Glaucoma Vector

Typically, glaucoma has no symptoms early on. However, if there is a drastic increase in eye pressure, you may notice headaches, loss of vision, and nausea.

8. Optic Neuritis

Optic Neuritis illustration

When the optic nerve becomes inflamed, optic neuritis occurs. This condition causes eye pain and vision loss. Optic neuritis usually improves on its own or can be treated with corticosteroids.

9. Sinusitis

Sinusitis vector

A sinus infection can lead to pressure behind the eyes. The pressure can lead to pain in one or both eyes as it builds up.

10. Migraines

Eye pain is a common side effect and symptom of a migraine or cluster headache. Other migraine symptoms include throbbing pain, nausea, and sensitivity to light.

11. Iritis

Iritis is an inflammation of the iris. This condition is uncommon but can lead to pain deep inside the eye.

Can Eye Pain Indicate Something Serious?

Depending on the cause, eye pain may resolve without treatment. As long as the pain is not severe, it is usually nothing to worry about.

However, you should seek medical attention immediately if the pain persists or is accompanied by other symptoms like:

  • Blurred vision
  • Redness
  • Swelling
  • Discharge
  • Severe eye pain
  • Eye pain resulting from trauma or exposure to a chemical or light
  • Abdominal pain
  • Vomiting
  • Dramatic vision changes
  • Trouble moving your eye

These symptoms can suggest a more serious underlying health condition. If you start experiencing vision loss with eye pain, this may indicate an emergency.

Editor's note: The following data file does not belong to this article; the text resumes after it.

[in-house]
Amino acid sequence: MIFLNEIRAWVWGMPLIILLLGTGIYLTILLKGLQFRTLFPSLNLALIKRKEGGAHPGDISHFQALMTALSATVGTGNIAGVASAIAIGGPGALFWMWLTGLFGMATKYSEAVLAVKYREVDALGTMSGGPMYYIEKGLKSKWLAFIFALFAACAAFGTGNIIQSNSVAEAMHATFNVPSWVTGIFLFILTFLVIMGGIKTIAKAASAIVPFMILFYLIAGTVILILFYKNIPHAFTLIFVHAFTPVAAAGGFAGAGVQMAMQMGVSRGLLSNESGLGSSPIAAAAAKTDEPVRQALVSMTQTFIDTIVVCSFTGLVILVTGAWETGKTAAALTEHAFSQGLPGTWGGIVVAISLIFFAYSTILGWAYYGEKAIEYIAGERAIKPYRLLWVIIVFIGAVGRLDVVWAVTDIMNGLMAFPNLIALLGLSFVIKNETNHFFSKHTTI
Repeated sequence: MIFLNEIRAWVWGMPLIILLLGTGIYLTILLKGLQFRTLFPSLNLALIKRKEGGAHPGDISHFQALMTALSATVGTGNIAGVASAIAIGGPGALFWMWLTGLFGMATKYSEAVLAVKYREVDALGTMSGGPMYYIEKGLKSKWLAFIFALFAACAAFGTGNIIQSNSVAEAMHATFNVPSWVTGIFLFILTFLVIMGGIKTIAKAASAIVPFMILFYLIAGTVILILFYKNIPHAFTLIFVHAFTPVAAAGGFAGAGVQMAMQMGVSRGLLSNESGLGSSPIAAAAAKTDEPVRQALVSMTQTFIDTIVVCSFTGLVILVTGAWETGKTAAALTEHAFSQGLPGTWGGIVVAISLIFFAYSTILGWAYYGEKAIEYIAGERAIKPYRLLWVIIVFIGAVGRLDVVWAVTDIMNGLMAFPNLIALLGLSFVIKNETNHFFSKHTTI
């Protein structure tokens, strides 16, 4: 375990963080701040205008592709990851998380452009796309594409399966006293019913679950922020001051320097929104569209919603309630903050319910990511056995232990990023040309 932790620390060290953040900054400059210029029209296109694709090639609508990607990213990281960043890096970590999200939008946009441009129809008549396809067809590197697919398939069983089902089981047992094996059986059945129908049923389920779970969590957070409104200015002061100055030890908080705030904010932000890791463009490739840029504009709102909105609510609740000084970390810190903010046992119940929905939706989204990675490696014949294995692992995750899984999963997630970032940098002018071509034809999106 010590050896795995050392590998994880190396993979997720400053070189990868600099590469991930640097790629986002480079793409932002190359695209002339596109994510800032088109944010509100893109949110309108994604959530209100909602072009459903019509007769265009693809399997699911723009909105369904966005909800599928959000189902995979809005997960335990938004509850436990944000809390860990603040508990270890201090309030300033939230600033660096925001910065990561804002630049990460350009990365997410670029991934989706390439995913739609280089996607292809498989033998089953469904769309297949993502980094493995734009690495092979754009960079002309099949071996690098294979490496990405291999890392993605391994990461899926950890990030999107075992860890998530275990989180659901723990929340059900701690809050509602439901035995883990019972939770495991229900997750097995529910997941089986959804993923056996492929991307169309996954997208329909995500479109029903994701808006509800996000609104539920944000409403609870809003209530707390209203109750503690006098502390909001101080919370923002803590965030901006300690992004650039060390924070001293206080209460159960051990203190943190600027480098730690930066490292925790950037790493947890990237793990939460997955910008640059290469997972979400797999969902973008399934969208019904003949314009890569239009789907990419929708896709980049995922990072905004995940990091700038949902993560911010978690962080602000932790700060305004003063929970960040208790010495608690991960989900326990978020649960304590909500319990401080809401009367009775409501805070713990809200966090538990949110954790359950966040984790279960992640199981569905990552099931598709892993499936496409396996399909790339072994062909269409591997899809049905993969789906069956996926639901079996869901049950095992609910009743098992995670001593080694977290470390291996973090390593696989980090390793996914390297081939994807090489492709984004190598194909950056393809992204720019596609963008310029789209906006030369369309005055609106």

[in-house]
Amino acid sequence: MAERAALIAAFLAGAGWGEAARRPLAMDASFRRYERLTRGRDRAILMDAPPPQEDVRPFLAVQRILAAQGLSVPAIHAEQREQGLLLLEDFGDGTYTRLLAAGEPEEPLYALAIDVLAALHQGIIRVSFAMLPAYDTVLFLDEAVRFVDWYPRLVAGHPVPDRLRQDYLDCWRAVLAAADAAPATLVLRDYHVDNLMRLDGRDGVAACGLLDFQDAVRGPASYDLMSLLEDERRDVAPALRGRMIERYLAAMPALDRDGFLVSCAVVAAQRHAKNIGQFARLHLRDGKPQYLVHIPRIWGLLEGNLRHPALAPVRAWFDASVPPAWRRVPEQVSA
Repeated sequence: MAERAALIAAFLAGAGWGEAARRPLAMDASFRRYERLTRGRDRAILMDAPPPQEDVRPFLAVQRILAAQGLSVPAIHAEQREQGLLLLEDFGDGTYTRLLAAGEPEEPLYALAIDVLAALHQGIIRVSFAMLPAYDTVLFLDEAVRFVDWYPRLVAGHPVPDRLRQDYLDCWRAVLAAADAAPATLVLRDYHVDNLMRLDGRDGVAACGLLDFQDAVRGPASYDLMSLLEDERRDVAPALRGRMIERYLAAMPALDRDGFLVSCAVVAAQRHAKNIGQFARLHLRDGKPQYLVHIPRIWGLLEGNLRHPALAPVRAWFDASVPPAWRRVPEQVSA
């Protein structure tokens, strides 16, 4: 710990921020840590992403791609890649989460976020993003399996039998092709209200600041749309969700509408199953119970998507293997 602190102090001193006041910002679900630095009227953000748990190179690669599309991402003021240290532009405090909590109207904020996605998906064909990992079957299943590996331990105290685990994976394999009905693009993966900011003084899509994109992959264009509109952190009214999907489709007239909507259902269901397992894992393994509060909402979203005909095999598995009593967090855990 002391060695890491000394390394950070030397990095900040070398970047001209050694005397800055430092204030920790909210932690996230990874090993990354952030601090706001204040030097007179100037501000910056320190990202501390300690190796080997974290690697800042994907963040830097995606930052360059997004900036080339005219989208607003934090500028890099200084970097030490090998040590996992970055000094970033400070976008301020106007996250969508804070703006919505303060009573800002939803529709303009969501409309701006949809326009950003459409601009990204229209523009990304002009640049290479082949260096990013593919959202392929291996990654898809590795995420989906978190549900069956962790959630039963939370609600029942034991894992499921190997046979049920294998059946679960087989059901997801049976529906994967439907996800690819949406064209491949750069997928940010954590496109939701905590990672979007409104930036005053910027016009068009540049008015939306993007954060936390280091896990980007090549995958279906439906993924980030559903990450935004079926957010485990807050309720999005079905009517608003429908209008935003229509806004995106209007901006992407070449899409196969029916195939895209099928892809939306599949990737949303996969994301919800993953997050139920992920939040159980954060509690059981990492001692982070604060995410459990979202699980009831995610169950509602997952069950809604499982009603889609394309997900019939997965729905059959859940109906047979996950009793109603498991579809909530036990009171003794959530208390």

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When to See a Doctor for Eye Pain

Speak with your eye doctor or surgeon if you are experiencing eye discomfort and have had surgery or recently had eye surgery or an eye infection.

Seek medical attention if you experience painful eyes and wear contact lenses. You should also seek help if you have eye pain and a weakened immune system; or if your eye pain does not improve within 2 to 3 days of taking medication.

Diagnosing Eye Pain

If you experience persistent or severe eye pain, your doctor will likely use the following methods to diagnose the cause:

Physical Exam

Your doctor will examine your eyes, eyelids, and the surrounding area. They might check your vision and eye movements. 

They may also use tools like dilating drops, tonometers, and ophthalmoscopes to get a better view of the inside of your eye.

Imaging Tests

Your doctor may order imaging tests like X-rays or an MRI to get a better look at the structures of your eye.

Blood Tests

Your doctor may order blood tests to check for infections or other underlying health conditions. Blood tests will help rule out any serious health issues.

Professional Treatment Options for Eye Pain

The professional treatment options for eye pain depend on the cause of the discomfort.

Some common professional treatment options for eye pain include:


If you often wear contact lenses, allow your corneas time to heal by wearing glasses instead. Unlike contact lenses, glasses don’t touch the eye and can help reduce discomfort.


Antibacterial drops and oral pills can help treat eye infections causing pain, including conjunctivitis and corneal abrasions. They work by killing the bacteria that cause the infection.